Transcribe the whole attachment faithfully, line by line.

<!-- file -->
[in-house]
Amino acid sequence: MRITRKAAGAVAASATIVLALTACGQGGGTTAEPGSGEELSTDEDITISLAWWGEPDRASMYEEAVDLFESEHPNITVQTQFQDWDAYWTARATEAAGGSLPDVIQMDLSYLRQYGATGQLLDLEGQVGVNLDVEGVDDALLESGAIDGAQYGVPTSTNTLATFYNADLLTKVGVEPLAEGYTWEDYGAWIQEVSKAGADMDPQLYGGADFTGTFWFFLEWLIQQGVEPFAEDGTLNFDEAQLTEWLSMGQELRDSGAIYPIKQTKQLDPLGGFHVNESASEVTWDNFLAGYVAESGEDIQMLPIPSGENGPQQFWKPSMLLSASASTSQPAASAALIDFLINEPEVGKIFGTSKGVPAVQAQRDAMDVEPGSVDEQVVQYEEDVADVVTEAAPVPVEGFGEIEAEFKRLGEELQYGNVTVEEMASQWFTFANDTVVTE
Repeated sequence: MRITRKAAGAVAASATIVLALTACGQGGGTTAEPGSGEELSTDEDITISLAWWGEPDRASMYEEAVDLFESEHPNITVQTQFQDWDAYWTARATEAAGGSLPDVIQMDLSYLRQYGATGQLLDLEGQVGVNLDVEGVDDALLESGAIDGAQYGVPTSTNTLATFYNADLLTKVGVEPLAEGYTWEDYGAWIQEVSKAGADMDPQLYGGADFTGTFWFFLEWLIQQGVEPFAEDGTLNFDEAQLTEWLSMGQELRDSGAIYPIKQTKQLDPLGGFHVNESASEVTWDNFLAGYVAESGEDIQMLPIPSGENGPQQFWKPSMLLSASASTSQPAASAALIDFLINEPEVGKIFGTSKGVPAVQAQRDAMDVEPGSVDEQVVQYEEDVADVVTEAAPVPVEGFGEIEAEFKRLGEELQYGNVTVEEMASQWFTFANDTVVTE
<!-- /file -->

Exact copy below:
[in-house]
Amino acid sequence: MRITRKAAGAVAASATIVLALTACGQGGGTTAEPGSGEELSTDEDITISLAWWGEPDRASMYEEAVDLFESEHPNITVQTQFQDWDAYWTARATEAAGGSLPDVIQMDLSYLRQYGATGQLLDLEGQVGVNLDVEGVDDALLESGAIDGAQYGVPTSTNTLATFYNADLLTKVGVEPLAEGYTWEDYGAWIQEVSKAGADMDPQLYGGADFTGTFWFFLEWLIQQGVEPFAEDGTLNFDEAQLTEWLSMGQELRDSGAIYPIKQTKQLDPLGGFHVNESASEVTWDNFLAGYVAESGEDIQMLPIPSGENGPQQFWKPSMLLSASASTSQPAASAALIDFLINEPEVGKIFGTSKGVPAVQAQRDAMDVEPGSVDEQVVQYEEDVADVVTEAAPVPVEGFGEIEAEFKRLGEELQYGNVTVEEMASQWFTFANDTVVTE
Repeated sequence: MRITRKAAGAVAASATIVLALTACGQGGGTTAEPGSGEELSTDEDITISLAWWGEPDRASMYEEAVDLFESEHPNITVQTQFQDWDAYWTARATEAAGGSLPDVIQMDLSYLRQYGATGQLLDLEGQVGVNLDVEGVDDALLESGAIDGAQYGVPTSTNTLATFYNADLLTKVGVEPLAEGYTWEDYGAWIQEVSKAGADMDPQLYGGADFTGTFWFFLEWLIQQGVEPFAEDGTLNFDEAQLTEWLSMGQELRDSGAIYPIKQTKQLDPLGGFHVNESASEVTWDNFLAGYVAESGEDIQMLPIPSGENGPQQFWKPSMLLSASASTSQPAASAALIDFLINEPEVGKIFGTSKGVPAVQAQRDAMDVEPGSVDEQVVQYEEDVADVVTEAAPVPVEGFGEIEAEFKRLGEELQYGNVTVEEMASQWFTFANDTVVTE